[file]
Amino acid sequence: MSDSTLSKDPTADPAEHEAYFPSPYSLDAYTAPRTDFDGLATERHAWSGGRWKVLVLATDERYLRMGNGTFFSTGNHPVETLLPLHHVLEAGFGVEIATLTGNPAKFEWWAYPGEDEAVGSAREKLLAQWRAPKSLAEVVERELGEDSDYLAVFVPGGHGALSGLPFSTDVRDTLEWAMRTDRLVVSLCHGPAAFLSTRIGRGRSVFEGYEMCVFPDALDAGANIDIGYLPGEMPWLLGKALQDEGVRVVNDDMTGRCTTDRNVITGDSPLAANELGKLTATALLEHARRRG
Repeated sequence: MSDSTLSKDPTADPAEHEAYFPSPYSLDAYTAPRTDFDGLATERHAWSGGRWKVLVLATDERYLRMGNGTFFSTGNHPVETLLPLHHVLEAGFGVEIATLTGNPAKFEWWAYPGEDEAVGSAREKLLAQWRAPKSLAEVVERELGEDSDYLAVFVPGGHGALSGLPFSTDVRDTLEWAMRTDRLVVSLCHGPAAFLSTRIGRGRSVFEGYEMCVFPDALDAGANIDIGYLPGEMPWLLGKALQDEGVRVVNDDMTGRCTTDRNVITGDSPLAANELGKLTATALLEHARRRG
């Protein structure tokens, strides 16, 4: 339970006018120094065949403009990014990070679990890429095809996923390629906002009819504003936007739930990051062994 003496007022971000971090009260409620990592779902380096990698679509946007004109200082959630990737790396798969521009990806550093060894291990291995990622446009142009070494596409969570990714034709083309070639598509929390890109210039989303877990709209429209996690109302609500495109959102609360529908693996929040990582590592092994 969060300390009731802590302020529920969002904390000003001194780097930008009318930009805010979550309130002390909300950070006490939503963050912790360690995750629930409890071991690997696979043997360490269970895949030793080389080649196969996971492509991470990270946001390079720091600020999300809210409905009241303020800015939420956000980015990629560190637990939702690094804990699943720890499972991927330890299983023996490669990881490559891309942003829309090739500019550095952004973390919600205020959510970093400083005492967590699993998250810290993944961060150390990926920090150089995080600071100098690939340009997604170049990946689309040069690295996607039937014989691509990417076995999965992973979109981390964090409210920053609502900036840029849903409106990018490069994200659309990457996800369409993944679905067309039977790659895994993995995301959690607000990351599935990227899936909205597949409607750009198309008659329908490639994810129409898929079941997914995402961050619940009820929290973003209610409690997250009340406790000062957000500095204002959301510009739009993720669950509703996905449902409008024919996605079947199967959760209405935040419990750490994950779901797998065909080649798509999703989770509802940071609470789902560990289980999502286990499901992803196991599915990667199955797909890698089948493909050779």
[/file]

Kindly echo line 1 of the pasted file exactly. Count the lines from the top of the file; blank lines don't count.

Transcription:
Amino acid sequence: MSDSTLSKDPTADPAEHEAYFPSPYSLDAYTAPRTDFDGLATERHAWSGGRWKVLVLATDERYLRMGNGTFFSTGNHPVETLLPLHHVLEAGFGVEIATLTGNPAKFEWWAYPGEDEAVGSAREKLLAQWRAPKSLAEVVERELGEDSDYLAVFVPGGHGALSGLPFSTDVRDTLEWAMRTDRLVVSLCHGPAAFLSTRIGRGRSVFEGYEMCVFPDALDAGANIDIGYLPGEMPWLLGKALQDEGVRVVNDDMTGRCTTDRNVITGDSPLAANELGKLTATALLEHARRRG